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Wonky pop

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Wonky pop was a loose grouping of musical acts that played what the BBC called "quirky, catchy and credible pop", rooted in the eccentric side of 1980s pop music, which was briefly popular in the late 2000s.[1] Artists associated with the genre include Mika, Alphabeat and Frankmusik.[1]


Alphabeat are a wonky pop band.

"Wonky" is a British English word meaning unsteady, shaky, awry, or wrong. The BBC reported that the term "wonky pop" was both coined by and is owned by Mika's manager,[2] while The Independent reported the term was coined by Peter Robinson, founder of the blog Popjustice.[3]

Kate Bush, pictured here in 1986, is cited as one of the major influences on wonky pop.

The BBC describes a UK wonky-pop club night as involving "cutting-edge pop, dance, hip hop and everything in between"; club organiser René Symonds states that "the iPod shuffle generation will not be limited to one genre and wants a return to authenticity after years of manufactured pop".[4] The wonky pop website sets out a manifesto that states, "We want to show the world that pop is not a four letter word, and for every flaky reality TV winner there's a myriad of cool, credible and weird acts."[4]


A May 2008 article by The Guardian contrasted wonky pop performers with mainstream pop performers, noting that "Wonky Pop artists are unmanufactured but unashamedly melodic and capable of playing live without recourse to lashings of dry ice, troupes of dancers and an interlude during which they fly around the stage on wires."[1] The Independent stated that wonky pop caused a change in "pop's division of labour ... away from focus-grouped, production-line pop, and towards DIY [and] ... fresh flavours", which is rejuvenating pop in the 2000s in the way that Britpop gave a shot in the arm to pop in the 1990s.[3] Major influences cited for wonky pop acts include David Bowie, Kate Bush, Kylie Minogue, Prince and Madonna.[1][2] Wonky pop was credited with causing a shift in popular musical tastes from male-driven guitar acts to female-driven 1980s-style pop music seen in the synthpop revival of the later 2000s.[5][6]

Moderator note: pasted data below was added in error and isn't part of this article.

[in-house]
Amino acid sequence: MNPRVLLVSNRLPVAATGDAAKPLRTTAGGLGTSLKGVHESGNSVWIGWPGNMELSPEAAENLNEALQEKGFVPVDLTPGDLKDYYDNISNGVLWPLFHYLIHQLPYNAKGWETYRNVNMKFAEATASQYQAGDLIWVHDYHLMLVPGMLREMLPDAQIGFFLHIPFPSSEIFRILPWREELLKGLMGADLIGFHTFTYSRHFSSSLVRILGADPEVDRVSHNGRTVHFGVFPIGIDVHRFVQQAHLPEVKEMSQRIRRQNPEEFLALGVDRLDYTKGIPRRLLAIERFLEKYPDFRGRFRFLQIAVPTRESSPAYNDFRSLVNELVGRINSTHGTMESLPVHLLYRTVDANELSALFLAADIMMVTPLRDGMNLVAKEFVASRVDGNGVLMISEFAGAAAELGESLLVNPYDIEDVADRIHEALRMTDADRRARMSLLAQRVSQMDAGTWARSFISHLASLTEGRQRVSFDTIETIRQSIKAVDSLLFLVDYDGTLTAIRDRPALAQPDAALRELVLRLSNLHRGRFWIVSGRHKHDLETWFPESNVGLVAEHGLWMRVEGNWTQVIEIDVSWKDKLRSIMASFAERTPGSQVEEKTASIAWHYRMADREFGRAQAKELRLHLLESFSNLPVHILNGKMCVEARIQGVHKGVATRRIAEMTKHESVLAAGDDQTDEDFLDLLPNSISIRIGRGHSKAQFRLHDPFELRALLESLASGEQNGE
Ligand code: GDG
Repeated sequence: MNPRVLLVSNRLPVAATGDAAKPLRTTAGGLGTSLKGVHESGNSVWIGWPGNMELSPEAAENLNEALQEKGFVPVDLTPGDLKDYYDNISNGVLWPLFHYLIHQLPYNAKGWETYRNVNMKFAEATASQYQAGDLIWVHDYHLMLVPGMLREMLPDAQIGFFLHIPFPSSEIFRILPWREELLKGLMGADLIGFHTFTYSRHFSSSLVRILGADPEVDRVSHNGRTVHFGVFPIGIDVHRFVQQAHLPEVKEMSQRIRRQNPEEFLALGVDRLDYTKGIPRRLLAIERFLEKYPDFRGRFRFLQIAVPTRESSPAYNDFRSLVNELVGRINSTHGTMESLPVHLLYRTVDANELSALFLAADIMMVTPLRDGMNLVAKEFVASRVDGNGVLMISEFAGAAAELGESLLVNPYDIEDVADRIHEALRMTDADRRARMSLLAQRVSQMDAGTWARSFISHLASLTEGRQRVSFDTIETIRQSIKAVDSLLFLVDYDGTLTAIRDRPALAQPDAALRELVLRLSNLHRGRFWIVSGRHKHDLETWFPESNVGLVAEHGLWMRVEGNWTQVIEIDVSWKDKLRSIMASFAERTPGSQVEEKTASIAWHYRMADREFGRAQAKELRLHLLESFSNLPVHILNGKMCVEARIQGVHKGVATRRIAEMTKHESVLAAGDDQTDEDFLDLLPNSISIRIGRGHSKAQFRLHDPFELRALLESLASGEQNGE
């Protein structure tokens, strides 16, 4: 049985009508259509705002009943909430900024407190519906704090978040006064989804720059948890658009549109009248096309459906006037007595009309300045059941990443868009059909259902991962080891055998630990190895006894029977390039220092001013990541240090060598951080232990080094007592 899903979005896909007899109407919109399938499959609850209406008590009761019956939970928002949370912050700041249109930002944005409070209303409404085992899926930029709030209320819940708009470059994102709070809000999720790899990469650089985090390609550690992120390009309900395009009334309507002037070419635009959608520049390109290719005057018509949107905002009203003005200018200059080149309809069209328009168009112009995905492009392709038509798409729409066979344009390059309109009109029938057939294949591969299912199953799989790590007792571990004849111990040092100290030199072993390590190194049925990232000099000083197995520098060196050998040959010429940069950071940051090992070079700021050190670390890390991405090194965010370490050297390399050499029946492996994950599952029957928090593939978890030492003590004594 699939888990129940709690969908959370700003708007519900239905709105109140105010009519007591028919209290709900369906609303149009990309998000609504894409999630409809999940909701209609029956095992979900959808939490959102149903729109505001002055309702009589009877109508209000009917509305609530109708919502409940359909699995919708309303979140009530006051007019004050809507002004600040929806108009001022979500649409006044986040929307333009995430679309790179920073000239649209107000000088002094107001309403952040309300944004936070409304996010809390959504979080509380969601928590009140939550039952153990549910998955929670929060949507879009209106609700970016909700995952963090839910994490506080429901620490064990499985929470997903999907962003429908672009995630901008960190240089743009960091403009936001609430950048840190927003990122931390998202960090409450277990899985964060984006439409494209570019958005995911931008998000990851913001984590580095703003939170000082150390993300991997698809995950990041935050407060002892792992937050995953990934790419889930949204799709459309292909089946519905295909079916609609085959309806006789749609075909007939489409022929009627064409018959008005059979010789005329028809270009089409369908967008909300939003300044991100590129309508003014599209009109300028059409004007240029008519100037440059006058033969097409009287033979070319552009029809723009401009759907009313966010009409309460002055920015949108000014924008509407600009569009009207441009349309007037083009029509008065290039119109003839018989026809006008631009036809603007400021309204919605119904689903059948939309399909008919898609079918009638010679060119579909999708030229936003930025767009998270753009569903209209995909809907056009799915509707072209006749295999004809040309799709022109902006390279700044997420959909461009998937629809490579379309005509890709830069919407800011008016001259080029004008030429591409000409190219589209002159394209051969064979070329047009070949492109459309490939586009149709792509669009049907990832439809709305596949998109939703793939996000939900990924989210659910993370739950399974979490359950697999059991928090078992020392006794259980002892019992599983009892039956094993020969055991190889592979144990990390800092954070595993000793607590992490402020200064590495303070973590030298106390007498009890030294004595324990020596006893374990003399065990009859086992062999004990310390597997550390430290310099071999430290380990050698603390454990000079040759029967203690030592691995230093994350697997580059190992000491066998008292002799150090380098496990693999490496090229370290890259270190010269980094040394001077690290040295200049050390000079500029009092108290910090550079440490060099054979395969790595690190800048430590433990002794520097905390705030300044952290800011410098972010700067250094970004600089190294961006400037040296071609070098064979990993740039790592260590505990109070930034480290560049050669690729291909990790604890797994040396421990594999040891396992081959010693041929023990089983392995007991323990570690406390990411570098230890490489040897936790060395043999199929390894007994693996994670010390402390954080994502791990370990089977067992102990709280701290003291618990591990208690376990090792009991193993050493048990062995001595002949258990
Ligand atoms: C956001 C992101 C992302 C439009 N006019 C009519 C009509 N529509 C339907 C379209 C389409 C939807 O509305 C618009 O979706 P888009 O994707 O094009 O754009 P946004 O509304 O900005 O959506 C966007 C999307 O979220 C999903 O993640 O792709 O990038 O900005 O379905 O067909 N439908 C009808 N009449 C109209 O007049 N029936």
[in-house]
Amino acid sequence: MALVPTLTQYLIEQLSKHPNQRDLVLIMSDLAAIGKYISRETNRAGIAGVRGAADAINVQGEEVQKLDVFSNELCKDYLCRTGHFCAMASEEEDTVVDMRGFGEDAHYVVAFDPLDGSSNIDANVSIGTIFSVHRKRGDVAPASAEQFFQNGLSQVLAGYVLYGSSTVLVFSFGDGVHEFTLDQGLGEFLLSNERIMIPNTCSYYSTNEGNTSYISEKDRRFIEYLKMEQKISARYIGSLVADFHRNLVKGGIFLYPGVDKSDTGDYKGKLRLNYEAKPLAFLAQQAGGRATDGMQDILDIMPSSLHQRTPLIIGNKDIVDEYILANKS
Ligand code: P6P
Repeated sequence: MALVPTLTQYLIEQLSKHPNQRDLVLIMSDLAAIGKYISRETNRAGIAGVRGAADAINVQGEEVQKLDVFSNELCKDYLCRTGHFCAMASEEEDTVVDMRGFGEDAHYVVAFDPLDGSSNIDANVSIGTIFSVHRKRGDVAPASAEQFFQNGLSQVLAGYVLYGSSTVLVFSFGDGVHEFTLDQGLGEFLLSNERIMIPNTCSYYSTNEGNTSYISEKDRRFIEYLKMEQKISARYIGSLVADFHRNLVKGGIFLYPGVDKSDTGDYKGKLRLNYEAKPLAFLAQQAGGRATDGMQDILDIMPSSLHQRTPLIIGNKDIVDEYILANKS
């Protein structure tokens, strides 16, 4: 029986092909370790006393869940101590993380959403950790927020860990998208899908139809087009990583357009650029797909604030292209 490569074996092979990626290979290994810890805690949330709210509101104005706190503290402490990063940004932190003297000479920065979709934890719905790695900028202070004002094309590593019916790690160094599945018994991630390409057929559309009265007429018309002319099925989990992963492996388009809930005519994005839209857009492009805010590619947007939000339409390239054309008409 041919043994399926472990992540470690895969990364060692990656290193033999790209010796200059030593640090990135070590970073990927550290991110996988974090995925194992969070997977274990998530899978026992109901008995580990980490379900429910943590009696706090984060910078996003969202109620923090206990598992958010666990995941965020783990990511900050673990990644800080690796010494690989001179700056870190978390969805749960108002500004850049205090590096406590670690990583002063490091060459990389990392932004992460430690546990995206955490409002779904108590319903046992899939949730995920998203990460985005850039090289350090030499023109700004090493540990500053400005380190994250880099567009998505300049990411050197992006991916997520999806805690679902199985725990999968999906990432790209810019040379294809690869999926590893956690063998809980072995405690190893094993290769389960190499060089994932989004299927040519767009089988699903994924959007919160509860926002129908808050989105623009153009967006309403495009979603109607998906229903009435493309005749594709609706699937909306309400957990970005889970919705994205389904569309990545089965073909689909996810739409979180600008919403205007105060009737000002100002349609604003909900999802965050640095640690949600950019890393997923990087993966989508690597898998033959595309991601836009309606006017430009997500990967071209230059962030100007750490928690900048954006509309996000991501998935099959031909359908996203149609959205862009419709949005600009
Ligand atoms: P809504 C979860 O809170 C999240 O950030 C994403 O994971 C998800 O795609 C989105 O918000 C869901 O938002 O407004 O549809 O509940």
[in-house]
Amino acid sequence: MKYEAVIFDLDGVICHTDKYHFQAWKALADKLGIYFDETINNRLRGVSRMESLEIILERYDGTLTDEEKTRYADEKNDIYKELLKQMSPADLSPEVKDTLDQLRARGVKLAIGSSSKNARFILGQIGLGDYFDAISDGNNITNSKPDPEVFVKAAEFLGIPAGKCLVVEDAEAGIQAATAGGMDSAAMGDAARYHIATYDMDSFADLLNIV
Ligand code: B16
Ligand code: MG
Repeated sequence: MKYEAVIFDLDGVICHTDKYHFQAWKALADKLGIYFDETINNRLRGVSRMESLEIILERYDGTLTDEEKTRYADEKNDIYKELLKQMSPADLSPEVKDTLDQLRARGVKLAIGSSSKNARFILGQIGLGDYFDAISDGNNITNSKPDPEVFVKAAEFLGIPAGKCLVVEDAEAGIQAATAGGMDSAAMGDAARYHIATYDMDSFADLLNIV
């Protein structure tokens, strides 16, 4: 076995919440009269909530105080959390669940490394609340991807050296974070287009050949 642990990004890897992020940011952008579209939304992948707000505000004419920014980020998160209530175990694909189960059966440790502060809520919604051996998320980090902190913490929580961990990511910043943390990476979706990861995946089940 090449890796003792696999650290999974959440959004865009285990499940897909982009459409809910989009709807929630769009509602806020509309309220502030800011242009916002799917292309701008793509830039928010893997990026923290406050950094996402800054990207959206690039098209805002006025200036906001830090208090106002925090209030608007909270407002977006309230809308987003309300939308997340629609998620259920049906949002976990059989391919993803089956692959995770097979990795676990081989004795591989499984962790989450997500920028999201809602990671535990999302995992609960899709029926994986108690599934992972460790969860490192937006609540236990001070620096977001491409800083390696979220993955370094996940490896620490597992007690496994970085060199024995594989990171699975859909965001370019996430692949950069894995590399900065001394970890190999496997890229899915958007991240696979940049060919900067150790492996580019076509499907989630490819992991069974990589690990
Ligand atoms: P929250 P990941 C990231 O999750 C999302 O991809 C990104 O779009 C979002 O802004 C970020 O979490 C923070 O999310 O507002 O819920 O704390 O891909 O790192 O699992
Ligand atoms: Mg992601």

See also[edit]


  1. ^ a b c d Petridis, Alexis (2 May 2008). "'We are the outsiders with this music'". The Guardian. guardian.co.uk. Archived from the original on 3 April 2015. Retrieved 2 July 2009.
  2. ^ a b Youngs, Ian (1 January 2009). "Electric dreams for pop in 2009". BBC News Online. Archived from the original on 27 October 2018. Retrieved 6 February 2009.
  3. ^ a b Price, Simon (28 December 2008). "Pop and rock in 2008: Keep it wonky ... it worked for Leonard". The Independent. Archived from the original on 4 February 2009. Retrieved 6 February 2009.
  4. ^ a b "Club Scenes: Wonky Pop". BBC News Online. 14 July 2009. Archived from the original on 17 July 2009. Retrieved 12 December 2009.
  5. ^ Sullivan, Caroline (17 December 2008). "Slaves to synth". The Guardian. guardian.co.uk. Archived from the original on 28 February 2014. Retrieved 9 February 2009.
  6. ^ McCormick, Neil (5 August 2009). "La Roux, Lady Gaga, Mika, Little Boots: the 80s are back". The Daily Telegraph. Archived from the original on 27 October 2013. Retrieved 6 August 2009.

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